And Climate loons want to use eugenics to engineer humanity to make us less damaging to the environment.

While reducing the consumption of red meat can be achieved through social, cultural means, people often lack the motivation or willpower to give up eating red meat
even if they wish they could. Human engineering could help here. Eating something that
makes us feel nauseous can trigger long-lasting food aversion. While eating red meat
with added emetic (a substance that induces vomiting) could be used as an aversion
conditioning, anyone not strongly committed to giving up red meat is unlikely to be
attracted to this option.
Another more striking example of human engineering is the possibility of making
humans smaller. Human ecological footprints are partly correlated with our size.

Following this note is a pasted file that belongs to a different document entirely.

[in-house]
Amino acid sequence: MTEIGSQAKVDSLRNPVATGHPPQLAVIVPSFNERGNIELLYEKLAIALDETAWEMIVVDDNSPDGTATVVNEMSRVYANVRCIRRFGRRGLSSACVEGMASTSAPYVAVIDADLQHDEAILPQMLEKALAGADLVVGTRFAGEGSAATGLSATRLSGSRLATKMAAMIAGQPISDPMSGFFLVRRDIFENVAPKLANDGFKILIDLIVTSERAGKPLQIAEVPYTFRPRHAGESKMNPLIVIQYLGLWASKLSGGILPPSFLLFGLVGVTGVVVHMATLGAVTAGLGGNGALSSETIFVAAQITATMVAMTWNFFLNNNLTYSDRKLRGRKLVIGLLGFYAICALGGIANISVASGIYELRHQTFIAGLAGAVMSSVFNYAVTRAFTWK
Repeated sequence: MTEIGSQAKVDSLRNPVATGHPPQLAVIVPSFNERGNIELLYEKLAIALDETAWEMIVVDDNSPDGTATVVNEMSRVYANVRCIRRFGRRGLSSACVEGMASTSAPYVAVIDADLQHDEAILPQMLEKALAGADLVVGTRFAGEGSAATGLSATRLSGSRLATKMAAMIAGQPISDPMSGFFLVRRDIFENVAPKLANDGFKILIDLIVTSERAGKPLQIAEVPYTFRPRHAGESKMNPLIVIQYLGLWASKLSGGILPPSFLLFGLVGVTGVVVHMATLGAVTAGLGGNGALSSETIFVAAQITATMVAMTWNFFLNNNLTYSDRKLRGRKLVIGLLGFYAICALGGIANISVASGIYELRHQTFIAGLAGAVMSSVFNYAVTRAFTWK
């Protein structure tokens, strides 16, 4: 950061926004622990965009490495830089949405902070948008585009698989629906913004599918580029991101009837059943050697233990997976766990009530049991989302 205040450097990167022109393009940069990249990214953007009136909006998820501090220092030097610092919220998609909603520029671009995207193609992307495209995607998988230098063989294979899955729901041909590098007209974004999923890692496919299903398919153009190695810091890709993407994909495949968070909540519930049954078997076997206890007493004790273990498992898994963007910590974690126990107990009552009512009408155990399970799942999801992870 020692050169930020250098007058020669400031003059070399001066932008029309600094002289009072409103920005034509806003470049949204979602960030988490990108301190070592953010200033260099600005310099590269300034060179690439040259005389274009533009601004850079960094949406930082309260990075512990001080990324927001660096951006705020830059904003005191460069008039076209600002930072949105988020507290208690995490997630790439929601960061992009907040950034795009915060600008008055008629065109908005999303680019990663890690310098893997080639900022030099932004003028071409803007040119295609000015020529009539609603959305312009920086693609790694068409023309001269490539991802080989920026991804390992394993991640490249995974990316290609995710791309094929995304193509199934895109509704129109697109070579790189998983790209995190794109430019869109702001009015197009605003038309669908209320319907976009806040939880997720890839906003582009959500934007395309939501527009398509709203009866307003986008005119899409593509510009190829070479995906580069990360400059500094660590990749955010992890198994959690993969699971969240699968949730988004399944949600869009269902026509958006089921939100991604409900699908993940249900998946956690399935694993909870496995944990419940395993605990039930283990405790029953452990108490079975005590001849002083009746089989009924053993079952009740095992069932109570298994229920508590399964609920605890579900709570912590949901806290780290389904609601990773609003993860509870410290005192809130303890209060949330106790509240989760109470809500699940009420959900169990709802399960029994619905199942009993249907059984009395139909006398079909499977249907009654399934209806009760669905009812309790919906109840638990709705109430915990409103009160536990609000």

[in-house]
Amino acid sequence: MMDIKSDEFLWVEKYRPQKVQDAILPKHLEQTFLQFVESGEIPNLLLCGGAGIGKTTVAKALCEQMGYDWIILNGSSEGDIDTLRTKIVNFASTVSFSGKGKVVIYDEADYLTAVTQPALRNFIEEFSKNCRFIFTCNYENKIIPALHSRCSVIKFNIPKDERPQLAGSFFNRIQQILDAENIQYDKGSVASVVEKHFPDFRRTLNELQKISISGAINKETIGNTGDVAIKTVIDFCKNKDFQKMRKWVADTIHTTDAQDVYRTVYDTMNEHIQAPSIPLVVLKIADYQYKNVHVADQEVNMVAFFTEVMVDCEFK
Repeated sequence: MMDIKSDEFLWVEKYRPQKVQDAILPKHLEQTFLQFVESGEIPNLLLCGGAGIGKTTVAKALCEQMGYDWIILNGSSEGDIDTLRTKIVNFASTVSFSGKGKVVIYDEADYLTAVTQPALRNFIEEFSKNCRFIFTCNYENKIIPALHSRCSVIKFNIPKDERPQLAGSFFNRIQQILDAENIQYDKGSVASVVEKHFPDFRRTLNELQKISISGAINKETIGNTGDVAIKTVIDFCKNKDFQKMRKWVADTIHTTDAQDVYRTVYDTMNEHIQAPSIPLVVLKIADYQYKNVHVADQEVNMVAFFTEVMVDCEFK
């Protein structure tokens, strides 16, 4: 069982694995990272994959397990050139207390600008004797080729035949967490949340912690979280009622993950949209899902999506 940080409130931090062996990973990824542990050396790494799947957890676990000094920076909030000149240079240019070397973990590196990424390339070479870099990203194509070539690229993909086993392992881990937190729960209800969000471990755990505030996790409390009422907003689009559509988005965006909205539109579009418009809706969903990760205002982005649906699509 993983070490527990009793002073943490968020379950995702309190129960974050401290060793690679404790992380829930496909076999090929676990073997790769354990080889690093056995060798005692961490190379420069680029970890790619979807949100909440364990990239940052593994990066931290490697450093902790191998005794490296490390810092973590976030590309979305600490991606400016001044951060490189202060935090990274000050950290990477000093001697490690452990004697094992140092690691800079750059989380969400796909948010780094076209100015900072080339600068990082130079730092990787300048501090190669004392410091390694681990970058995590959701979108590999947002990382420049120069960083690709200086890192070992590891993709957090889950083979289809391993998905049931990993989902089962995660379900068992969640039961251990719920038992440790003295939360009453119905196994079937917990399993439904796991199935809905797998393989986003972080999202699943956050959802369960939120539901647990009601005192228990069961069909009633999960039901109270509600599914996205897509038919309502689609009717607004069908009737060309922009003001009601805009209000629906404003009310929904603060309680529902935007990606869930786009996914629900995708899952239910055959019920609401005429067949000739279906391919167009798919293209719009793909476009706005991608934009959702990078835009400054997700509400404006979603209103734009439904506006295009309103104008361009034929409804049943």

While genetic
modifications to control height are likely to be quite complex and beyond our current
capacities, it nevertheless seems possible now to use PGD to select shorter children. This
would not involve intervening to change the genetic material of embryos, or employing
any clinical methods not currently used. It would simply involve rethinking the criteria
for selecting which embryos to implant.

Another method of affecting height is to use hormone treatment either to affect
somatotropin levels or to trigger the closing of the epiphyseal plate earlier than normal
(this sometimes occurs accidentally through vitamin A overdoses (Rothenberg et al.
2007)). Hormone treatments are used for growth reduction in excessively tall children
(Bramswig et al. 1988; Grüters et al. 1989). Currently, somatostatin (an inhibitor of
growth hormone) is being studied as a safer alternative (Hindmarsh et al. 1995).
Finally, a more speculative and controversial way of reducing adult height is to
reduce birth weight.

The madness is deepening.